Sunday, April 05, 2009

History Lesson:

Lashing Back - Israel’s 1947-1948 Civil War

By Benny Morris |

At stake in this civil war was Israel’s existence, and in the early months the Arabs appeared to be winning. By the end of March 1948, most of the Haganah’s armored car fleet lay in ruins, and Jewish West Jerusalem, with 100,000 residents, was under siege. Had the run of successful Arab convoy ambushes continued, and had Jerusalem gone under, it seems certain that the armies of the Arab states that invaded the country seven weeks later would have aborted the tiny state before its birth.

Instead, in April 1948, with its back to the wall, the Yishuv (in Hebrew, the Settlement)—as the 630,000-strong Jewish community in Palestine called itself—struck back. In a series of campaigns lasting six weeks, they battled mercilessly with the Palestinian Arab militias and overran dozens of Arab villages and towns. Slowly but surely, the balance of the war began to tip in their favor. [-]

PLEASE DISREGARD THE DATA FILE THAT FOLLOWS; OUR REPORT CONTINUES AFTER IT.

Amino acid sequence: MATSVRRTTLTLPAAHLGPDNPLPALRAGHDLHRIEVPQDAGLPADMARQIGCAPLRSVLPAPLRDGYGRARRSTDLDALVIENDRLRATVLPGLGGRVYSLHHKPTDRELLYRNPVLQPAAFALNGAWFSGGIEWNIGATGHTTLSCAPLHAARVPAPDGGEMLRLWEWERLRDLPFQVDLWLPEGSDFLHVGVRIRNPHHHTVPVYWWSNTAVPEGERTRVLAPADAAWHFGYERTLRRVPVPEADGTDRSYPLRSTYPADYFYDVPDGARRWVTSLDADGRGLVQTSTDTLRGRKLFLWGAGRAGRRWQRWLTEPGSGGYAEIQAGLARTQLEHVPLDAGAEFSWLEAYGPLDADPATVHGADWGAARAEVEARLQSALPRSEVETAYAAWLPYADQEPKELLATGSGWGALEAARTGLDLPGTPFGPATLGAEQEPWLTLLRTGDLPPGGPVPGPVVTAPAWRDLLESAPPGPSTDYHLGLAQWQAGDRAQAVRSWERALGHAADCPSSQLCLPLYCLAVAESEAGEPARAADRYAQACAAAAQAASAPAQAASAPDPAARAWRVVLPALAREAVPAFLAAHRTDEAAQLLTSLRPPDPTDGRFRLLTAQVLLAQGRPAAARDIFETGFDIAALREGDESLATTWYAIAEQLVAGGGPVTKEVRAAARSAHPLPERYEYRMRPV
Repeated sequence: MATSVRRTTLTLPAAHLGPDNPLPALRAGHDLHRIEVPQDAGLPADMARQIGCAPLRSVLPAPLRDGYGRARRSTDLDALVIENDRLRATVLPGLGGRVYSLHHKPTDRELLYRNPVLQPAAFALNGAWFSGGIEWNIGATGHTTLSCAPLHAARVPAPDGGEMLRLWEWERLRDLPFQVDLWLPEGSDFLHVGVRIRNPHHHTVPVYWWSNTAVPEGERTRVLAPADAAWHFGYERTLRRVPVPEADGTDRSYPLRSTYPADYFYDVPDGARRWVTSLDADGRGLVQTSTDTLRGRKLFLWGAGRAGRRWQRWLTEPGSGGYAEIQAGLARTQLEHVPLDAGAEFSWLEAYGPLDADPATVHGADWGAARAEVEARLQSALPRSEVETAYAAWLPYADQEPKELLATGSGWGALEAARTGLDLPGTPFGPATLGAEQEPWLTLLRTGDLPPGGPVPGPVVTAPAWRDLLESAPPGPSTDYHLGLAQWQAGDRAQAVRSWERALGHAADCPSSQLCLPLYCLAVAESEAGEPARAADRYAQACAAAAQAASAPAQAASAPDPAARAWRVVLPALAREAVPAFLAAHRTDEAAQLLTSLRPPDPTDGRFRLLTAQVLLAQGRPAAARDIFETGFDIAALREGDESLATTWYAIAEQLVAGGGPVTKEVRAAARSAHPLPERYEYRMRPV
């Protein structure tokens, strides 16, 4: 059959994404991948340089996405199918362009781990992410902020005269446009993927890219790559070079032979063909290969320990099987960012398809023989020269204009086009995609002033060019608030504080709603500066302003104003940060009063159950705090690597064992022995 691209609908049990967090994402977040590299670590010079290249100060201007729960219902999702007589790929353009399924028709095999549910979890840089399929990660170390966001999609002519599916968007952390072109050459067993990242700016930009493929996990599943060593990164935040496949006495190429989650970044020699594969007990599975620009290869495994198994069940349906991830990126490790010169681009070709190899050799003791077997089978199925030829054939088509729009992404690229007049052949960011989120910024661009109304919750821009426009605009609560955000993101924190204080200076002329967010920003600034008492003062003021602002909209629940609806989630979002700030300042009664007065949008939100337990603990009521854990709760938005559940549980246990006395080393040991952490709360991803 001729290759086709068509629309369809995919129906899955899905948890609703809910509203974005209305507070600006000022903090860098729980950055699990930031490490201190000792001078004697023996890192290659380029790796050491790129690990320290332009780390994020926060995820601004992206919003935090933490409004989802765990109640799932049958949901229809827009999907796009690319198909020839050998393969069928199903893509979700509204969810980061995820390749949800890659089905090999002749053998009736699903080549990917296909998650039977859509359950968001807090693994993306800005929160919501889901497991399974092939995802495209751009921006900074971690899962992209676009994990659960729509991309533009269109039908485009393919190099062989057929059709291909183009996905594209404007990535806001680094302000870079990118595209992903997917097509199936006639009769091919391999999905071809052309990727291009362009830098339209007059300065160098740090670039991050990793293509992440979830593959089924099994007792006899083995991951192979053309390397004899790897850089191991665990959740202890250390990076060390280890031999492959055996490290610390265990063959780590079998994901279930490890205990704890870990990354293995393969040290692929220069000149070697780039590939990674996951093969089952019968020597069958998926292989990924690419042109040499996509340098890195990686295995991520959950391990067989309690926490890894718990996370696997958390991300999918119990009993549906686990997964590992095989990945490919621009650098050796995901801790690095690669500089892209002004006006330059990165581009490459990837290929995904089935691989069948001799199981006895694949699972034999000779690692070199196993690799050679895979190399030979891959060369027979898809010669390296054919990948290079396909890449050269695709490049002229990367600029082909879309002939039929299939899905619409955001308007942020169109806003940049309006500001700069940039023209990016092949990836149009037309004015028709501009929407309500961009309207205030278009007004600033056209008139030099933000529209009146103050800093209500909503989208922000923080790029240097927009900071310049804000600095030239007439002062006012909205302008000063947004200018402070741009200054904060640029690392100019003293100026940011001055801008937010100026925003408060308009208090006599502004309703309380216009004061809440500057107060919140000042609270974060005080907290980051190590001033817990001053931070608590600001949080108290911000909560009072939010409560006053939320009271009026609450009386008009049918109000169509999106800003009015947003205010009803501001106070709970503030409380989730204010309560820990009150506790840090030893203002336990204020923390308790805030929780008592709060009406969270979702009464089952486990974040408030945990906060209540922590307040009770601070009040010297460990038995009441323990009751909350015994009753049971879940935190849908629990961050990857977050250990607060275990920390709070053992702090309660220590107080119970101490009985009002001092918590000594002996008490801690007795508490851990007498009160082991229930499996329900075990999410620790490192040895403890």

The Zionists feared nothing less than a second Holocaust should the Arabs win political control of Palestine, obliterating the Jews and their dreams of a homeland. And, from 1939 on, the Zionists also had to contend with a British government that had turned from pro-Zionism to appeasing the Arabs. That year London issued a new Palestine White Paper, severely curbing Jewish immigration and providing for an independent Palestine governed by its Arab majority within 10 years.

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